With its pencil sketch and watercolor aesthetic, Ernest & Celestine has a refreshing lightness that’s rare in animation these days. Compared to the increasingly heavy CGI that seems to be piling up around us, this is a delicate delight.
Adapted from the children’s books by Gabrielle Vincent, Ernest & Celestine imagines a world in which bears run the candy shops and court houses up above while mice have their own mirror society in the sewers below. Seeing as the former is predator and the latter is prey, rarely do they mix.
Except for Celestine, an orphaned mouse who draws hopeful little sketches of mice and bears as friends. When she finds herself trapped in a garbage can above ground one day and comes face to face with the famished Ernest, her wishful thinking is put to the test.
Of course a friendship is struck, and if it amusingly arrives in a series of fits and starts, the story itself is awfully heavy-handed about the blindness of irrational fear. A loud climax, in which Ernest and Celestine are put on separate trials for daring to socialize with the other, is particularly preachy and out of sync with the gentility that otherwise defines the film.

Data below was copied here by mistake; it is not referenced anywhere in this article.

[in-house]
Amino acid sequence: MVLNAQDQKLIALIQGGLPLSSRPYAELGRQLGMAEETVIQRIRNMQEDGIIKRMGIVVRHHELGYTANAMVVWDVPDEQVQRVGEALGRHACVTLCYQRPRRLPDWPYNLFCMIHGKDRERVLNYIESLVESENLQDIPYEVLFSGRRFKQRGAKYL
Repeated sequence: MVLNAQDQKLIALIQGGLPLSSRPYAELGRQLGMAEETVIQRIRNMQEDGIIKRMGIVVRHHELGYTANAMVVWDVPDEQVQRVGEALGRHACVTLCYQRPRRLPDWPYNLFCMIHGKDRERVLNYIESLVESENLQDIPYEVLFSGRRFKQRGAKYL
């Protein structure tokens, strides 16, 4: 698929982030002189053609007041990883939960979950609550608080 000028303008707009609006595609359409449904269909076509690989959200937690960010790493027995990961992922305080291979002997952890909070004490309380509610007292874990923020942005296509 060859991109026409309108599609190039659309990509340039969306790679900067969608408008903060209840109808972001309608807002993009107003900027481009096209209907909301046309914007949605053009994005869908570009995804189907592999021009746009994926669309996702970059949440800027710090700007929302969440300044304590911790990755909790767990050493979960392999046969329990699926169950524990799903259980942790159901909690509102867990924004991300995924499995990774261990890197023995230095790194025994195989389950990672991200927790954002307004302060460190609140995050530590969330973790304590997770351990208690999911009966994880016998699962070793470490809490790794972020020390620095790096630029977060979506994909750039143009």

Ernest & Celestine is at its best, rather, in its details and interludes, from the way the pastel color scheme blurs the hues together to a lovely sequence in which Celestine’s drawings merge with Ernest’s music (he’s a one-bear band). The latter moment is representative of the movie itself: spontaneous, simple and agreeably old-fashioned.